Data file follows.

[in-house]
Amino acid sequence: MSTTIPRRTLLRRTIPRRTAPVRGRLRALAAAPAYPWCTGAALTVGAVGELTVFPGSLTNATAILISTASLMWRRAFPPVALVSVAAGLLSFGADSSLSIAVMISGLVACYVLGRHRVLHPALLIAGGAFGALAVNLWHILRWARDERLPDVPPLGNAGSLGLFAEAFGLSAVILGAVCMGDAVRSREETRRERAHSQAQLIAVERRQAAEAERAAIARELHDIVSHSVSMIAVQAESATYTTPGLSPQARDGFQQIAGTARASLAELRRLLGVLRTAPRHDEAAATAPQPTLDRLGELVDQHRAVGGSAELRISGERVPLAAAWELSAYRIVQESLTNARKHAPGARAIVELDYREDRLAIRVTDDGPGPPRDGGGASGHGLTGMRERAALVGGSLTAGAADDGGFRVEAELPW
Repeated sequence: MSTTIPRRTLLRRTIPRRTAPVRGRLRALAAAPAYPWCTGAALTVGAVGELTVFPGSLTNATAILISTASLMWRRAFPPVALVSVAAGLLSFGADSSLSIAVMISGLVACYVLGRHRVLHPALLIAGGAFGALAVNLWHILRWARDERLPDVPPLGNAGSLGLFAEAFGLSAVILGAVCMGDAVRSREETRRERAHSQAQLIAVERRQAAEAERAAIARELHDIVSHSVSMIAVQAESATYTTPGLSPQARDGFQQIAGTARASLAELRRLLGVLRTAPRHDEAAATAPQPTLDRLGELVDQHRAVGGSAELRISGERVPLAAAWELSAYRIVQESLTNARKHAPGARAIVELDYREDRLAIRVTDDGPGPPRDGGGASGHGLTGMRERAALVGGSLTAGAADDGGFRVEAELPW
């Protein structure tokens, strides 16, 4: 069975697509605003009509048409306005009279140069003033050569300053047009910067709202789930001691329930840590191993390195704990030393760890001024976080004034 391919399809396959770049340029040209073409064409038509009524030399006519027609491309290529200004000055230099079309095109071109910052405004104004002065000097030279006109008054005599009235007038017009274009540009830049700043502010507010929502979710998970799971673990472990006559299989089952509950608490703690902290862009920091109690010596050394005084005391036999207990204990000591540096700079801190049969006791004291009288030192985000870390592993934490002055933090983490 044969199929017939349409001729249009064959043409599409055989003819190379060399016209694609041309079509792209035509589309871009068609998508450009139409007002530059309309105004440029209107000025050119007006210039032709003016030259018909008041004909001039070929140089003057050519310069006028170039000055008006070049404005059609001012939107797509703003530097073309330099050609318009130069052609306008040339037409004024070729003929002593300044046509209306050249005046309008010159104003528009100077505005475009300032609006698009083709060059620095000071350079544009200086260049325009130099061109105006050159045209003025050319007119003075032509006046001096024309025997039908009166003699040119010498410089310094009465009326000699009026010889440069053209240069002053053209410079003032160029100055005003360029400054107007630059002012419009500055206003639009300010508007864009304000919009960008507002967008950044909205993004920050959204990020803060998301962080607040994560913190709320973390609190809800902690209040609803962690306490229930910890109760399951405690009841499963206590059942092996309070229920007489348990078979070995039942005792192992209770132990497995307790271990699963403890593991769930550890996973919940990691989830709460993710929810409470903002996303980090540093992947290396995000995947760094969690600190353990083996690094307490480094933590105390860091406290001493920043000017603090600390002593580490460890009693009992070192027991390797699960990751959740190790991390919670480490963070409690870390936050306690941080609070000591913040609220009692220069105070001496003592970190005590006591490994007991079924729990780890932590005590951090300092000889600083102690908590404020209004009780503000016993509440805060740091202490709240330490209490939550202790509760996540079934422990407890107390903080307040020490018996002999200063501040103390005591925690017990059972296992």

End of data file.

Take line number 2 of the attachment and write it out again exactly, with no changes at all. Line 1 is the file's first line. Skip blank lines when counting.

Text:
Amino acid sequence: MSTTIPRRTLLRRTIPRRTAPVRGRLRALAAAPAYPWCTGAALTVGAVGELTVFPGSLTNATAILISTASLMWRRAFPPVALVSVAAGLLSFGADSSLSIAVMISGLVACYVLGRHRVLHPALLIAGGAFGALAVNLWHILRWARDERLPDVPPLGNAGSLGLFAEAFGLSAVILGAVCMGDAVRSREETRRERAHSQAQLIAVERRQAAEAERAAIARELHDIVSHSVSMIAVQAESATYTTPGLSPQARDGFQQIAGTARASLAELRRLLGVLRTAPRHDEAAATAPQPTLDRLGELVDQHRAVGGSAELRISGERVPLAAAWELSAYRIVQESLTNARKHAPGARAIVELDYREDRLAIRVTDDGPGPPRDGGGASGHGLTGMRERAALVGGSLTAGAADDGGFRVEAELPW